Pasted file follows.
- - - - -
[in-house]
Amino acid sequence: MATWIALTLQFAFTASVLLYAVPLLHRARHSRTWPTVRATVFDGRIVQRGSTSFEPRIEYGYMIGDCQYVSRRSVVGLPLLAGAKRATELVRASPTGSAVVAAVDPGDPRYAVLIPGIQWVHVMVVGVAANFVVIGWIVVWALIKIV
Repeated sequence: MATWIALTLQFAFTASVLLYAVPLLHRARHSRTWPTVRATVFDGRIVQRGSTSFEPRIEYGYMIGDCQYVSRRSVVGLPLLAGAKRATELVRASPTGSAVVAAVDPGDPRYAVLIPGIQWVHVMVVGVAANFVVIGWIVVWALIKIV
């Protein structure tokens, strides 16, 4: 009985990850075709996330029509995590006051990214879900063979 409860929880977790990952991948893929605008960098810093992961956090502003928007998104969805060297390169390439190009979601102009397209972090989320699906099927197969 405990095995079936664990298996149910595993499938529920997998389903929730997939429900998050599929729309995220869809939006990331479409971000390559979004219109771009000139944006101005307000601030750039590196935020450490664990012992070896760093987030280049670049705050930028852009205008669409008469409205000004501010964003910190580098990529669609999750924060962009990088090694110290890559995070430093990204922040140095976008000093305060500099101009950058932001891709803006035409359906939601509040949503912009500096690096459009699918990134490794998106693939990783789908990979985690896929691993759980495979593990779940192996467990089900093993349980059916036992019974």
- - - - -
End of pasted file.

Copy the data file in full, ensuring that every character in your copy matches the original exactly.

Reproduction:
[in-house]
Amino acid sequence: MATWIALTLQFAFTASVLLYAVPLLHRARHSRTWPTVRATVFDGRIVQRGSTSFEPRIEYGYMIGDCQYVSRRSVVGLPLLAGAKRATELVRASPTGSAVVAAVDPGDPRYAVLIPGIQWVHVMVVGVAANFVVIGWIVVWALIKIV
Repeated sequence: MATWIALTLQFAFTASVLLYAVPLLHRARHSRTWPTVRATVFDGRIVQRGSTSFEPRIEYGYMIGDCQYVSRRSVVGLPLLAGAKRATELVRASPTGSAVVAAVDPGDPRYAVLIPGIQWVHVMVVGVAANFVVIGWIVVWALIKIV
């Protein structure tokens, strides 16, 4: 009985990850075709996330029509995590006051990214879900063979 409860929880977790990952991948893929605008960098810093992961956090502003928007998104969805060297390169390439190009979601102009397209972090989320699906099927197969 405990095995079936664990298996149910595993499938529920997998389903929730997939429900998050599929729309995220869809939006990331479409971000390559979004219109771009000139944006101005307000601030750039590196935020450490664990012992070896760093987030280049670049705050930028852009205008669409008469409205000004501010964003910190580098990529669609999750924060962009990088090694110290890559995070430093990204922040140095976008000093305060500099101009950058932001891709803006035409359906939601509040949503912009500096690096459009699918990134490794998106693939990783789908990979985690896929691993759980495979593990779940192996467990089900093993349980059916036992019974």